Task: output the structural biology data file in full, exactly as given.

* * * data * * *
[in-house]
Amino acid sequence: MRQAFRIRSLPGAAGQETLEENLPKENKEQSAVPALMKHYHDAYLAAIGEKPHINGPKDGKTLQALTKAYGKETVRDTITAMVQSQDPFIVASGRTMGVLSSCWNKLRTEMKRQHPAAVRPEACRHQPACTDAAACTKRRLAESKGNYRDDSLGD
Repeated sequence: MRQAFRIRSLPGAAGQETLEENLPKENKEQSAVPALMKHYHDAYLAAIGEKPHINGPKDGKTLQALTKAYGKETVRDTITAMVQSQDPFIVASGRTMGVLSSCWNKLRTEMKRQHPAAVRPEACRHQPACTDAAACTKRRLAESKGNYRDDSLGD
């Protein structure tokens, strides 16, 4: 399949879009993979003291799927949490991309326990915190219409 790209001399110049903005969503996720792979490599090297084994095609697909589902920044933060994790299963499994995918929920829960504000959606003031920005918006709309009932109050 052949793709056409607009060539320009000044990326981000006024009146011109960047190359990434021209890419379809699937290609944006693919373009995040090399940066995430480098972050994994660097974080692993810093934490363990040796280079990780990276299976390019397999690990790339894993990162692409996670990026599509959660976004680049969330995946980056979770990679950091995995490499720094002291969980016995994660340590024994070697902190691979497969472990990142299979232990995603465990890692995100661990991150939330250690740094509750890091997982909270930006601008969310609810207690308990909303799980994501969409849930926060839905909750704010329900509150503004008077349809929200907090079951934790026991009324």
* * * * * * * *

[in-house]
Amino acid sequence: MRQAFRIRSLPGAAGQETLEENLPKENKEQSAVPALMKHYHDAYLAAIGEKPHINGPKDGKTLQALTKAYGKETVRDTITAMVQSQDPFIVASGRTMGVLSSCWNKLRTEMKRQHPAAVRPEACRHQPACTDAAACTKRRLAESKGNYRDDSLGD
Repeated sequence: MRQAFRIRSLPGAAGQETLEENLPKENKEQSAVPALMKHYHDAYLAAIGEKPHINGPKDGKTLQALTKAYGKETVRDTITAMVQSQDPFIVASGRTMGVLSSCWNKLRTEMKRQHPAAVRPEACRHQPACTDAAACTKRRLAESKGNYRDDSLGD
């Protein structure tokens, strides 16, 4: 399949879009993979003291799927949490991309326990915190219409 790209001399110049903005969503996720792979490599090297084994095609697909589902920044933060994790299963499994995918929920829960504000959606003031920005918006709309009932109050 052949793709056409607009060539320009000044990326981000006024009146011109960047190359990434021209890419379809699937290609944006693919373009995040090399940066995430480098972050994994660097974080692993810093934490363990040796280079990780990276299976390019397999690990790339894993990162692409996670990026599509959660976004680049969330995946980056979770990679950091995995490499720094002291969980016995994660340590024994070697902190691979497969472990990142299979232990995603465990890692995100661990991150939330250690740094509750890091997982909270930006601008969310609810207690308990909303799980994501969409849930926060839905909750704010329900509150503004008077349809929200907090079951934790026991009324």